If you are curious about chalet hosting or have even been offered a job in a ski resort then it is helpful to know what to expect. For four days a week your daily schedule will look something like this:
6.30 am: Alarm
Shower, get dressed, do your usual morning routine to make yourself presentable.
6.50 am: Grab bread
(Luckily our baguettes were delivered to our door every morning!)
7 am: Pre-heat oven and tidy up
This is your first real job of the morning where you put last night’s glasses in the dishwasher and set the table for breakfast. When the oven has heated up, whack in your pastry assortment and set an alarm so you don’t let them burn. Fill up the kettle and coffee machine for early risers. Begin to prep your veg for the evening meal. Peeling potatoes takes longer than you think!
7.30 am: Continental breakfast starts
Guests begin to surface and help themselves to bread, cereal and juice. Start prepping your cooked breakfast and if possible, start on your cake mix for afternoon tea. In our chalet we cooked a different hot breakfast option and cake every day.
8 am: Hot breakfast is served (till 9.30 am)
Tim and I found it easiest if one host was in charge of the majority of the cooking and the other host served the guests. Top up juices and cereals as required. During quiet breakfast periods continue to prep the evening meal, prioritising courses that need to set or be cooked for a few hours. One of you can tidy communal areas that are not being used during this time. Arrange van pick up for guests to get to the lifts. Bake cake and lay table for afternoon tea
9.30 am: Clean up after breakfast and start on rooms
Hopefully, by this time, your guests will have left to go up the mountain which means you can start on the bulk of the cleaning. We found it works best if one person cleans up after breakfast, finishes any other food prep that needs to be done and sets out afternoon tea. The other host will go upstairs to make beds, tidy up and clean bathrooms.
11 am: Hit the slopes
This will undoubtedly be the highlight of your day as you meet up with the other chalet hosts and cruise down the mountain. Make the most of these hours of fun as it will be all go the second you return to the chalet.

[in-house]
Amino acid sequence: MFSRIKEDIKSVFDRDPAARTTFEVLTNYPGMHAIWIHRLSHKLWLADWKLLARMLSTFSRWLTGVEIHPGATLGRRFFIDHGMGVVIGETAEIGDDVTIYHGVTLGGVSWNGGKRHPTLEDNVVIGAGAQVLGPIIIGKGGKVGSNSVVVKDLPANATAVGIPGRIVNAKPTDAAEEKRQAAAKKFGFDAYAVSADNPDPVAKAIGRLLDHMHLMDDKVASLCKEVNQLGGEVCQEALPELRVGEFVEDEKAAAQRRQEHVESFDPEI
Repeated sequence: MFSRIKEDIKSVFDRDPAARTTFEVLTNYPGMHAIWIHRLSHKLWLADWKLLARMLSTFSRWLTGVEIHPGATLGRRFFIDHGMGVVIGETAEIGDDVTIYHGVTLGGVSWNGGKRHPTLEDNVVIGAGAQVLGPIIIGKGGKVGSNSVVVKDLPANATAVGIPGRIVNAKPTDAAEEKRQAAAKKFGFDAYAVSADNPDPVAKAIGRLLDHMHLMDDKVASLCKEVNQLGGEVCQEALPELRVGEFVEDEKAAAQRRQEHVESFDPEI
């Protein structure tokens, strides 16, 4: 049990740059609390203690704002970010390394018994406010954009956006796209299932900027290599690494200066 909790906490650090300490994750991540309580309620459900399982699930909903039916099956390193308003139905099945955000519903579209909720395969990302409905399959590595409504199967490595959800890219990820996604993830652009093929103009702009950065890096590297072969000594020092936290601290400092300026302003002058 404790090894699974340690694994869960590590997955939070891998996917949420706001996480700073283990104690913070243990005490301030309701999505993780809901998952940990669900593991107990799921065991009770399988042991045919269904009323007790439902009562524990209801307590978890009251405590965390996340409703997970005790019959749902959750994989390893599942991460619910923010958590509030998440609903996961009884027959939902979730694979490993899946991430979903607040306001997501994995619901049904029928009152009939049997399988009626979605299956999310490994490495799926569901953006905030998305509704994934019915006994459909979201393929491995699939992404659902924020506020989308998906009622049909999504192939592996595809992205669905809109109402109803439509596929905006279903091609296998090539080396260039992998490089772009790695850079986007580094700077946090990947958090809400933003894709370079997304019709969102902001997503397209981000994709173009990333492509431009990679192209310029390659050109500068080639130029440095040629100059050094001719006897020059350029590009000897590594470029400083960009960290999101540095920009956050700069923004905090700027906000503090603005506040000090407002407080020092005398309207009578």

5 pm: Return to chalet (can return later if no kids are staying)
Many parents with children will want them to eat late afternoon so be prepared to start kids meals at around half five. It is best if one of you cooks and one of you clears away afternoon tea and serves dinner. You may need to prompt parents when the kids’ dinner is ready; families aren’t always punctual at meal times.
6 pm: Tidy dining area and prepare for the evening meal
Get ready to do a lot of hovering if you have children staying!
7.30 pm: Rally the guests and serve dinner
Every night we cooked a four-course meal for the adults which included a cheese course at the end. Have one host cook and one host serve the food, remembering to top up wine as needed. If you have the time it is helpful to wash up as you go; this will save you heaps of time at the end of the dinner service! Don’t forget to make time for your own evening meal.
10 pm: Clean up what you can
Clean up everything in the kitchen and if your guests have departed, tidy the dining area. If people are still drinking it is nice to sit and have a chat with them. This can also be a good time to organise van pick up for the morning. Don’t forget to put on the dishwasher before going to bed! Check out my top tips for being a great chalet host for more advice like this.
Changeover and Shopping Days
On the remaining two days that you are required to work, there will be a shopping day where you are able to stock up on everything you need for the following week. It’s worth bearing in mind that you will be responsible for weekly stock checking and making sure you stay within budget.
The hardest day of the week is known as changeover day. This involves getting the chalet ready for the new guest turn over. You will be required to clean the chalet from top to bottom in just a few hours before the arrival of your new guests. As this is your busiest day it is unlikely that you will be able to squeeze in any time on the mountain.
This post details what my day was like working in a chalet, it’s just a rough guide but most chalets tend to be pretty similar. At first glance, this timeline looks pretty intimidating but after a few weeks, you’ll be able to do it without even thinking. Enjoy your season!
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